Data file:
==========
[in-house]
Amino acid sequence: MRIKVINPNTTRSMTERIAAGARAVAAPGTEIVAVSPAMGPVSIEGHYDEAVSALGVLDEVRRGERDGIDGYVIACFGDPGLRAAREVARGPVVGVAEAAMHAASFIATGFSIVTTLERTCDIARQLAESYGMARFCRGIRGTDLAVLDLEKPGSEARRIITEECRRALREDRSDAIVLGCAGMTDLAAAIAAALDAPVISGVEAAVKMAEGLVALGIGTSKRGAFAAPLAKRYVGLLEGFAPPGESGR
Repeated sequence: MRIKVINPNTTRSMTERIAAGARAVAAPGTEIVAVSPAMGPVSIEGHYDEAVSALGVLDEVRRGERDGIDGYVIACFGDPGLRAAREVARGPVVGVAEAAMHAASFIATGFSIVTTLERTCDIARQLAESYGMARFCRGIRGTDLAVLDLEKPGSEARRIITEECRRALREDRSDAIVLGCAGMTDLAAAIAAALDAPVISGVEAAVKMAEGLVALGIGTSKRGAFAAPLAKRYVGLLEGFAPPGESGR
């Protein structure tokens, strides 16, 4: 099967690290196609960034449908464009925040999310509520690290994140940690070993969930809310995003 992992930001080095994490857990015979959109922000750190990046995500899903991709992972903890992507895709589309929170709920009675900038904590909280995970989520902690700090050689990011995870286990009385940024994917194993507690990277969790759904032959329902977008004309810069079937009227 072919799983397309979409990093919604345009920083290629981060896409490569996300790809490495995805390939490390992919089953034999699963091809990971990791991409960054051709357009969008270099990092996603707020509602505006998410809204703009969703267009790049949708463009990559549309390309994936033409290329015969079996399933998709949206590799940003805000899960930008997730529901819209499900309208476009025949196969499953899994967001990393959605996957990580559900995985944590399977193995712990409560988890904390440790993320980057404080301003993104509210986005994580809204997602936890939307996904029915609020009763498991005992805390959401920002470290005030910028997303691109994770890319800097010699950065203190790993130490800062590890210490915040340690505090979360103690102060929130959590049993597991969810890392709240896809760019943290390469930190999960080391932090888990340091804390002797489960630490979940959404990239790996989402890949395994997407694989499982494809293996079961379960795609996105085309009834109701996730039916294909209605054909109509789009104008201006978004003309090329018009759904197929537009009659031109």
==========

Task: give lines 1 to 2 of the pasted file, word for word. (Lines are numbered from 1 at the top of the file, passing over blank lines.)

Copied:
[in-house]
Amino acid sequence: MRIKVINPNTTRSMTERIAAGARAVAAPGTEIVAVSPAMGPVSIEGHYDEAVSALGVLDEVRRGERDGIDGYVIACFGDPGLRAAREVARGPVVGVAEAAMHAASFIATGFSIVTTLERTCDIARQLAESYGMARFCRGIRGTDLAVLDLEKPGSEARRIITEECRRALREDRSDAIVLGCAGMTDLAAAIAAALDAPVISGVEAAVKMAEGLVALGIGTSKRGAFAAPLAKRYVGLLEGFAPPGESGR